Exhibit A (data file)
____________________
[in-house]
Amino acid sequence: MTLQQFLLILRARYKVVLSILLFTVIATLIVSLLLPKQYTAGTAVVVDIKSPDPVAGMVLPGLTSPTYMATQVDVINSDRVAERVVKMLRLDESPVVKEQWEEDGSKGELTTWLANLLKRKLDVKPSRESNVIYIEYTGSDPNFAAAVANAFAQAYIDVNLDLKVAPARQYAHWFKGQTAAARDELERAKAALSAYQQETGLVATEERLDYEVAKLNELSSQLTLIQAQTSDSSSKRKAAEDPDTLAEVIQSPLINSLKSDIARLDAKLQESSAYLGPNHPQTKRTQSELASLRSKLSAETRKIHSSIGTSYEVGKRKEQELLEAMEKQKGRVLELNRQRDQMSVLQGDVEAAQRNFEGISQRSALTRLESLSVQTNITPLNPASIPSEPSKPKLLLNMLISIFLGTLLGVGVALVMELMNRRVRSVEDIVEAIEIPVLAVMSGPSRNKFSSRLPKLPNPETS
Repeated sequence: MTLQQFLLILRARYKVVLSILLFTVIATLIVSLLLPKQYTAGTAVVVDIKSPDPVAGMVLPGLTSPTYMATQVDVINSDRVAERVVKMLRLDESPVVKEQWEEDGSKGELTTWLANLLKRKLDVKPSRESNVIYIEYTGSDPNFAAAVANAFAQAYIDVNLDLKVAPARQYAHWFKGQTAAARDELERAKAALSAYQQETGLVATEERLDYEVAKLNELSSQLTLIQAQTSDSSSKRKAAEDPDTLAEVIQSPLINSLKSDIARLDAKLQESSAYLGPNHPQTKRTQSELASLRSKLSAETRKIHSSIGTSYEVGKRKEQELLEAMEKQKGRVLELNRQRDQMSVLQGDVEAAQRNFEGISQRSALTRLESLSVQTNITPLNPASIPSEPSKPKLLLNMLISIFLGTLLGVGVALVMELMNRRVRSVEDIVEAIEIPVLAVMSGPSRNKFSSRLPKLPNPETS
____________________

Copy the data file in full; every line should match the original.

[in-house]
Amino acid sequence: MTLQQFLLILRARYKVVLSILLFTVIATLIVSLLLPKQYTAGTAVVVDIKSPDPVAGMVLPGLTSPTYMATQVDVINSDRVAERVVKMLRLDESPVVKEQWEEDGSKGELTTWLANLLKRKLDVKPSRESNVIYIEYTGSDPNFAAAVANAFAQAYIDVNLDLKVAPARQYAHWFKGQTAAARDELERAKAALSAYQQETGLVATEERLDYEVAKLNELSSQLTLIQAQTSDSSSKRKAAEDPDTLAEVIQSPLINSLKSDIARLDAKLQESSAYLGPNHPQTKRTQSELASLRSKLSAETRKIHSSIGTSYEVGKRKEQELLEAMEKQKGRVLELNRQRDQMSVLQGDVEAAQRNFEGISQRSALTRLESLSVQTNITPLNPASIPSEPSKPKLLLNMLISIFLGTLLGVGVALVMELMNRRVRSVEDIVEAIEIPVLAVMSGPSRNKFSSRLPKLPNPETS
Repeated sequence: MTLQQFLLILRARYKVVLSILLFTVIATLIVSLLLPKQYTAGTAVVVDIKSPDPVAGMVLPGLTSPTYMATQVDVINSDRVAERVVKMLRLDESPVVKEQWEEDGSKGELTTWLANLLKRKLDVKPSRESNVIYIEYTGSDPNFAAAVANAFAQAYIDVNLDLKVAPARQYAHWFKGQTAAARDELERAKAALSAYQQETGLVATEERLDYEVAKLNELSSQLTLIQAQTSDSSSKRKAAEDPDTLAEVIQSPLINSLKSDIARLDAKLQESSAYLGPNHPQTKRTQSELASLRSKLSAETRKIHSSIGTSYEVGKRKEQELLEAMEKQKGRVLELNRQRDQMSVLQGDVEAAQRNFEGISQRSALTRLESLSVQTNITPLNPASIPSEPSKPKLLLNMLISIFLGTLLGVGVALVMELMNRRVRSVEDIVEAIEIPVLAVMSGPSRNKFSSRLPKLPNPETS